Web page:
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HowTo: How to run multiple Wrapper instances on UNIX

Compatibility : 1.0.0
Editions :Professional EditionStandard EditionCommunity Edition
Platforms :Windows (Not Supported)Mac OSXLinuxIBM AIXFreeBSDHP-UXSolarisIBM z/OSIBM z/Linux

The Wrapper has been designed to make it easy to run multiple instances on the same system without any special configuration. This relies on the individual applications being run each being in their own directory and/or having their own name. To avoid confusion, it best that they each have their own name even when running in different directories.

A typical running application that has been integrated with the Wrapper will have the following directory structure:

Typical Wrapper directory structure:
$APP_HOME/
  bin/
    wrapper
    myapp.sh
    myapp.pid
  lib/
    libwrapper.so
    wrapper.jar
    myapp-*.jar
  conf/
    wrapper.conf
  logs/
    wrapper.log

In this example, the myapp.sh is a copy of the shell script that ships in the Wrapper distribution as $WRAPPER_HOME/src/bin/sh.script.in. This script contains a block of variables which should be set up for the application as follows:

Subset of script configuration variables:
# Application
APP_NAME="myapp"
APP_LONG_NAME="My Application"

# Wrapper
WRAPPER_CMD="./wrapper"
WRAPPER_CONF="../conf/wrapper.conf"

# Location of the pid file.
PIDDIR="."

# When installing on On Mac OSX platforms, the following domain will be used to
#  prefix the plist file name.
PLIST_DOMAIN=com.myco.myapp

When the script runs, any relative paths will be relative to the location of the shell script. (When the Wrapper itself is launched however, it will set its working directory to that of the Wrapper binary.)

When the Wrapper is launched, it will write out a PID file named "$PIDDIR/$APP_NAME.pid" (in this case myapp.pid). This file is used later by the shell script to tell whether or not the Wrapper process is still running. The $PIDDIR is by default in the same directory as the shell script.

Depending on how the shell script is configured, the Wrapper may also make use of one or more of the following files, using the same naming pattern:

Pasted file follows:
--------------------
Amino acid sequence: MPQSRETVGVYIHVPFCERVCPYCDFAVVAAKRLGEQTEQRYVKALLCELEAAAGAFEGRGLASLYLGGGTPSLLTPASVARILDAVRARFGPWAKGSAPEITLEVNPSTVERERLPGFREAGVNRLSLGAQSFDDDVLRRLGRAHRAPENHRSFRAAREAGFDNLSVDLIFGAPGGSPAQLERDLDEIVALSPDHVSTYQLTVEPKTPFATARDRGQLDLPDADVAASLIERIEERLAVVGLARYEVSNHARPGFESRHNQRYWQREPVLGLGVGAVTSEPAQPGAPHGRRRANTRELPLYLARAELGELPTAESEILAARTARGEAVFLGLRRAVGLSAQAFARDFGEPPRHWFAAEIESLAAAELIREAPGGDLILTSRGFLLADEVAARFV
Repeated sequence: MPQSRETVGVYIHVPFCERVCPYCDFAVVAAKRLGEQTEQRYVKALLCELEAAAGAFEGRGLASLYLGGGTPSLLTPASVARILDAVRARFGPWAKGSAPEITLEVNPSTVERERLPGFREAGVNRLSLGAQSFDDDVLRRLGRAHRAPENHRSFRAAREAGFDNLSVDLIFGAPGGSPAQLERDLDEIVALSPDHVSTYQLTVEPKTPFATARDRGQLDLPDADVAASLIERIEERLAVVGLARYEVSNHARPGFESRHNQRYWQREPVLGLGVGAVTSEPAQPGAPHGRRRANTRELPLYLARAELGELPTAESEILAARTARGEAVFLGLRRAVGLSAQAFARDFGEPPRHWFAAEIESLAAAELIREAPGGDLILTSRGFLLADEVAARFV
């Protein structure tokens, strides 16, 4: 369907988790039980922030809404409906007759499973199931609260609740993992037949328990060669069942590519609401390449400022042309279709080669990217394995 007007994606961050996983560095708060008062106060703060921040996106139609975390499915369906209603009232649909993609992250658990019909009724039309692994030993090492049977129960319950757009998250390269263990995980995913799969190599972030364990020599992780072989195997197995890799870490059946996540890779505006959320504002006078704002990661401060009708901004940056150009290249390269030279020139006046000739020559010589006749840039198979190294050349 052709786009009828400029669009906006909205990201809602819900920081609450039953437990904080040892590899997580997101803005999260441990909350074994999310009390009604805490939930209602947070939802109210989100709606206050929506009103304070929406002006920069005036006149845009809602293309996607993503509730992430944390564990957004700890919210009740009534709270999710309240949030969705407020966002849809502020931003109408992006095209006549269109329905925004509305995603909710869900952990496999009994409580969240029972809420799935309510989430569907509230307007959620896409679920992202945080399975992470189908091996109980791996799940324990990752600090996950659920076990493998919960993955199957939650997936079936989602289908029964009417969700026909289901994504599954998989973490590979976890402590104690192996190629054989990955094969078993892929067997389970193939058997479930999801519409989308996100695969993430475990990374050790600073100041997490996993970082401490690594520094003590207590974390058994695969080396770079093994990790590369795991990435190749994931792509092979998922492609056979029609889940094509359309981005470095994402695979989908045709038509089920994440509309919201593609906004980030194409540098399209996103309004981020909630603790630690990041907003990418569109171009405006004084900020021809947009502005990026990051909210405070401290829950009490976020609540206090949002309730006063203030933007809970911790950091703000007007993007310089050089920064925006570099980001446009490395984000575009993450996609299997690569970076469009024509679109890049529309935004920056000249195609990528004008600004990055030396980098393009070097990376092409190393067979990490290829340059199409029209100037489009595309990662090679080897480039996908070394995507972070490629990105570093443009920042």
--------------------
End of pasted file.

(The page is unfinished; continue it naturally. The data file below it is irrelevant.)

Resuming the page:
• "$PIDDIR/$APP_NAME.anchor",
  • "$PIDDIR/$APP_NAME.command",
  • "$PIDDIR/$APP_NAME.status",
  • "$PIDDIR/$APP_NAME.java.status",
  • "$PIDDIR/$APP_NAME.anchor"

Some UNIX platforms also define a lock directory, "/var/lock/subsys". When that directory exists and is writable, the Wrapper will also write out a lock file: "/var/lock/subsys/$APP_NAME". Such platforms use this lock file to tell which services are currently running. As a rule, it is thus a good idea to make sure that you don't run more than one application with the same name, even if they are located in different directories. If you do, then the last one started will overwrite the lock file, and the first one to shut down will delete it. This will not affect the Wrapper's shell script, but could cause problems for other management software.

If you want to run two applications using the same physical Wrapper binary, they will be both be running in the same working directory. This means that you will need to make sure that the two applications have different shell scripts, with different application names ($APP_NAME), and also that use different wrapper.conf files. The contents of the configuration files also need to be checked to make sure that the two applications have their own log files, using the wrapper.logfile property.

It is also possible to make use of the wrapper.working.dir property in each configuration file to control where each application runs. If you take this route, please be sure to fully read the property documentation to save yourself some time.